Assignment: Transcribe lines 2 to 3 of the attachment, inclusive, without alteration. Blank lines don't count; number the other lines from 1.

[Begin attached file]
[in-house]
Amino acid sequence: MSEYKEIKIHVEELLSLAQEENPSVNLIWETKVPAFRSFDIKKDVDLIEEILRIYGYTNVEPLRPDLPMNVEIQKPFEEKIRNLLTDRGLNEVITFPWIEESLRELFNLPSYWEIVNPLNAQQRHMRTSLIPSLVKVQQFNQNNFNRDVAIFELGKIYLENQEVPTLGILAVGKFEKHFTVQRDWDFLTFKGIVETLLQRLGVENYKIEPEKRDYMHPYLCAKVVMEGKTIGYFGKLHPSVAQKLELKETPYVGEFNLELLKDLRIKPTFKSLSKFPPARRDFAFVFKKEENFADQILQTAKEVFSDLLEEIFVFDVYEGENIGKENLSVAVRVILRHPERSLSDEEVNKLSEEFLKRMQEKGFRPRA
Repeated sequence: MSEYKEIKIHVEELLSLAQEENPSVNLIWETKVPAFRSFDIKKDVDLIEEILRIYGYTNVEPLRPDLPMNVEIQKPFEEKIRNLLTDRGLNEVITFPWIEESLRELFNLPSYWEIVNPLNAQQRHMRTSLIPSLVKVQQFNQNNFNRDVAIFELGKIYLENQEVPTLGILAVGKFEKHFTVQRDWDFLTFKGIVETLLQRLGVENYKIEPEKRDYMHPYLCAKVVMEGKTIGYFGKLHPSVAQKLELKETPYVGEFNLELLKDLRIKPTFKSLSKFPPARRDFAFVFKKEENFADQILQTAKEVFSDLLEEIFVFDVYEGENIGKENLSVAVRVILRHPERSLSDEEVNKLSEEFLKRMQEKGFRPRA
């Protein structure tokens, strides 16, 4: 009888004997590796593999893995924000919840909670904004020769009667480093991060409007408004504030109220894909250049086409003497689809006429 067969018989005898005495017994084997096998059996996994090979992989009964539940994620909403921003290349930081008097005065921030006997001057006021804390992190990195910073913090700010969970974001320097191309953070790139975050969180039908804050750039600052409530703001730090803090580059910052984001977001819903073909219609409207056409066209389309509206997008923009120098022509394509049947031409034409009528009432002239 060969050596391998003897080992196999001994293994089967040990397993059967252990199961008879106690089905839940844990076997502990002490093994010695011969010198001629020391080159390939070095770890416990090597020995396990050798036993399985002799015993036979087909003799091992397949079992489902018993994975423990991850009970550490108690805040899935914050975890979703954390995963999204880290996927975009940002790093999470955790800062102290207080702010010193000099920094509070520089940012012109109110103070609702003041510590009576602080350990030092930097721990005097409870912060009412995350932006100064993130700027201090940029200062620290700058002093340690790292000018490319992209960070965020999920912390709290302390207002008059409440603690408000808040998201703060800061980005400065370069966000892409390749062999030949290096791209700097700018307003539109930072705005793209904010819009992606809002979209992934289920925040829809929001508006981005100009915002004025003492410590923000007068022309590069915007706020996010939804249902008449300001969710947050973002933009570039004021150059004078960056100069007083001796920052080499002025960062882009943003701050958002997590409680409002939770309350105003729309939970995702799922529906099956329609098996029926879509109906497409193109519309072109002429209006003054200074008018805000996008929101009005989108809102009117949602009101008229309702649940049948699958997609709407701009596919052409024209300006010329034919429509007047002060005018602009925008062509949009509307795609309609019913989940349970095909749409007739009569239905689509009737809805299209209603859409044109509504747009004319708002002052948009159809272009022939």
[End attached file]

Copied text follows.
Amino acid sequence: MSEYKEIKIHVEELLSLAQEENPSVNLIWETKVPAFRSFDIKKDVDLIEEILRIYGYTNVEPLRPDLPMNVEIQKPFEEKIRNLLTDRGLNEVITFPWIEESLRELFNLPSYWEIVNPLNAQQRHMRTSLIPSLVKVQQFNQNNFNRDVAIFELGKIYLENQEVPTLGILAVGKFEKHFTVQRDWDFLTFKGIVETLLQRLGVENYKIEPEKRDYMHPYLCAKVVMEGKTIGYFGKLHPSVAQKLELKETPYVGEFNLELLKDLRIKPTFKSLSKFPPARRDFAFVFKKEENFADQILQTAKEVFSDLLEEIFVFDVYEGENIGKENLSVAVRVILRHPERSLSDEEVNKLSEEFLKRMQEKGFRPRA
Repeated sequence: MSEYKEIKIHVEELLSLAQEENPSVNLIWETKVPAFRSFDIKKDVDLIEEILRIYGYTNVEPLRPDLPMNVEIQKPFEEKIRNLLTDRGLNEVITFPWIEESLRELFNLPSYWEIVNPLNAQQRHMRTSLIPSLVKVQQFNQNNFNRDVAIFELGKIYLENQEVPTLGILAVGKFEKHFTVQRDWDFLTFKGIVETLLQRLGVENYKIEPEKRDYMHPYLCAKVVMEGKTIGYFGKLHPSVAQKLELKETPYVGEFNLELLKDLRIKPTFKSLSKFPPARRDFAFVFKKEENFADQILQTAKEVFSDLLEEIFVFDVYEGENIGKENLSVAVRVILRHPERSLSDEEVNKLSEEFLKRMQEKGFRPRA